Pepper’s given first names were Pippin Galadriel Moonchild. She had been given them in a naming ceremony in a muddy valley field that contained three sick sheep and a number of leaky polythene teepees. Her mother had chosen the Welsh valley of Pant-y-Gyrdl as the ideal site to Return to Nature. (Six months later, sick of the rain, the mosquitoes, the men, the tent-trampling sheep who ate first the whole commune’s marijuana crop and then its antique minibus, and by now beginning to glimpse why almost the entire drive of human history has been an attempt to get as far away from Nature as possible, Pepper’s mother returned to Pepper’s surprised grandparents in Tadfield, bought a bra, and enrolled in a sociology course with a deep sigh of relief.)
Terry Pratchett (Good Omens: The Nice and Accurate Prophecies of Agnes Nutter, Witch)
I keep an eye out for Ann, but instead I catch sight of a hedgehog shuffling into the undergrowth---an unexpected glimpse for they are shy, nocturnal creatures. Something about his gait, his spines, makes me imagine a sweet dish in his image. A hedgehog pudding... How might I make the spikes? Slithers of blanched almonds... impaled in a stiff white icing? Browned in a hot oven to re-create his russet color? And beneath his armor of icing and almonds... a Madeira sponge? A stiff blancmange? As I ponder how to make the hedgehog's body, I notice an apple tree, its boughs stripped of fruit but for a single split pippin at its apex. An apple hedgehog! A thick puree of apples drained until almost dry... with a center of apricot jam flavored with lemons.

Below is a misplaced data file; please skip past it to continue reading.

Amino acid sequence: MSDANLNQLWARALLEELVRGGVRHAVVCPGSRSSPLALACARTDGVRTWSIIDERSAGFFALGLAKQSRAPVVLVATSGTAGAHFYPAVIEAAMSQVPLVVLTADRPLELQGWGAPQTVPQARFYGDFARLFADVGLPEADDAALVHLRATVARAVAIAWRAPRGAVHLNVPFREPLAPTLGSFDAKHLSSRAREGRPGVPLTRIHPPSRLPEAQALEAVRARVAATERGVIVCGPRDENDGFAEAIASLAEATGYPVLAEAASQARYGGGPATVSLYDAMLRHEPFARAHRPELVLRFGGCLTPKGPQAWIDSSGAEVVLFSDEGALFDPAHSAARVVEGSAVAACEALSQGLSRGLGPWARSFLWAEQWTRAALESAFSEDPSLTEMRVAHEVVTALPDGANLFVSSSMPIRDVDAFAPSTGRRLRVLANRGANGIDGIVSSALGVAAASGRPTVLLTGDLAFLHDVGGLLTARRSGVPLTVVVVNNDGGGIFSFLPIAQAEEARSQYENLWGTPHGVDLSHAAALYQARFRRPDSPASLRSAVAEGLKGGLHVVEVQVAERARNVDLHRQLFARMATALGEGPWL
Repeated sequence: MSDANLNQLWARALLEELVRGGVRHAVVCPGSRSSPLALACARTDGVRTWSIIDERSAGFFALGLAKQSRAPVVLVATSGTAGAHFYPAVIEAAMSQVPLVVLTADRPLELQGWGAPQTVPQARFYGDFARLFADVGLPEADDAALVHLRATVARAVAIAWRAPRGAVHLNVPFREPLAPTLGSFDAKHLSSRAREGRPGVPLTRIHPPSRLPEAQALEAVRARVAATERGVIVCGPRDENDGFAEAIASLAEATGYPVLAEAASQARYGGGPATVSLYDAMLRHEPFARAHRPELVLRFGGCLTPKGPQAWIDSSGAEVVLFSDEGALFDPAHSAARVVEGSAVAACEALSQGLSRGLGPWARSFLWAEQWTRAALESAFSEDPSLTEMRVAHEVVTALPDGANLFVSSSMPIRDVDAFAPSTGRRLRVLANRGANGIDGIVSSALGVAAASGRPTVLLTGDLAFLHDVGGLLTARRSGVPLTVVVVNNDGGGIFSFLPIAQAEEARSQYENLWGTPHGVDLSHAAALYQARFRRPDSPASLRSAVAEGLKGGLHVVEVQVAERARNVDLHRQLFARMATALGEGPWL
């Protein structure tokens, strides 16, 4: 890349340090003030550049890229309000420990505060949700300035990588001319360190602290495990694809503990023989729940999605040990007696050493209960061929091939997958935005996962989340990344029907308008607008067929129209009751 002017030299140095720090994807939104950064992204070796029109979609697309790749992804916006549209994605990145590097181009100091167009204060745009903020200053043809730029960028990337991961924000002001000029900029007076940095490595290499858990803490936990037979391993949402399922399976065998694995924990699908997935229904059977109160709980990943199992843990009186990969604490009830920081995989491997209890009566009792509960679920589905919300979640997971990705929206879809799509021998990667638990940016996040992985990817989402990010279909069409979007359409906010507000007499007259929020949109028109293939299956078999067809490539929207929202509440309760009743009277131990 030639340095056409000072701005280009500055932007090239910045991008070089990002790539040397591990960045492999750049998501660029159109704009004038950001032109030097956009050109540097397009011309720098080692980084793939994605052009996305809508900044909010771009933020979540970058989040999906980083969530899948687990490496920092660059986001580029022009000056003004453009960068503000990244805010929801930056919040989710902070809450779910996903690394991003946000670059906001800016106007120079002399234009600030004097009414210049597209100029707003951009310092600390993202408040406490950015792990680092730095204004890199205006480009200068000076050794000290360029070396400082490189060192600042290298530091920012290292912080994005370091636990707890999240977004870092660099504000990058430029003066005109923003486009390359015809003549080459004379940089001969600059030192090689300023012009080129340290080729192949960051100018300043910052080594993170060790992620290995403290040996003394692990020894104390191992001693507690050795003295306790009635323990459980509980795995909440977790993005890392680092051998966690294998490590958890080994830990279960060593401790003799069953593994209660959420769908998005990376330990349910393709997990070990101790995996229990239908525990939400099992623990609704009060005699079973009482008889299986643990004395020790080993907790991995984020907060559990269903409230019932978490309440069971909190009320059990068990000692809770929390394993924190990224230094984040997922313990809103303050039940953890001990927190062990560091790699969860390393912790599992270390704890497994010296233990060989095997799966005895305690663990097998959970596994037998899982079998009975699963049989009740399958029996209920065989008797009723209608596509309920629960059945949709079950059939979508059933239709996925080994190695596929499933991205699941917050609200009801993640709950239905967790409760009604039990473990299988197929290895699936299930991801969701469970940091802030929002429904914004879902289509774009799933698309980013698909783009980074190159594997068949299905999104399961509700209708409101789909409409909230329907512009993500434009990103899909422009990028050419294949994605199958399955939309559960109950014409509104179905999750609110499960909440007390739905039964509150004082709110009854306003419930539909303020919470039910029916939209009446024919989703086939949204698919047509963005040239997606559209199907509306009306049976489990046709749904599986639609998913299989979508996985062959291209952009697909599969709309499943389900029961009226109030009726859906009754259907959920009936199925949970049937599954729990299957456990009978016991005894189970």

Annabel Abbs (Miss Eliza's English Kitchen)
Pigeons wrapped in the leaves of vines. Oysters in crisp pastry cases. Whole Gloucester salmon in aspic. Yarmouth lobsters cooked in wine and herbs. Glazed tarts of pippin apples. Paper-thin layers of buttery pastry spread with greengages, apricots, peaches, cherries, served with great gouts of golden cream. "Well," I say, "it's gruel for us tonight, with a smidgeon of salt and pepper." Whereupon he reaches into his pocket, pulls out a twist of greased paper, and opens it. Immediately I smell the tang of heather honey. "For you, Ann." In his grimed palm sits an oozing chunk of honeycomb as big as a plover's egg. I clap my hands in delight, my tongue waggling with greed. As we eat our gruel I make the clots of chewy wax last as long as possible, pushing them around and around my mouth, pressing them against my molars, sucking on them 'til they slip sweetly down my throat.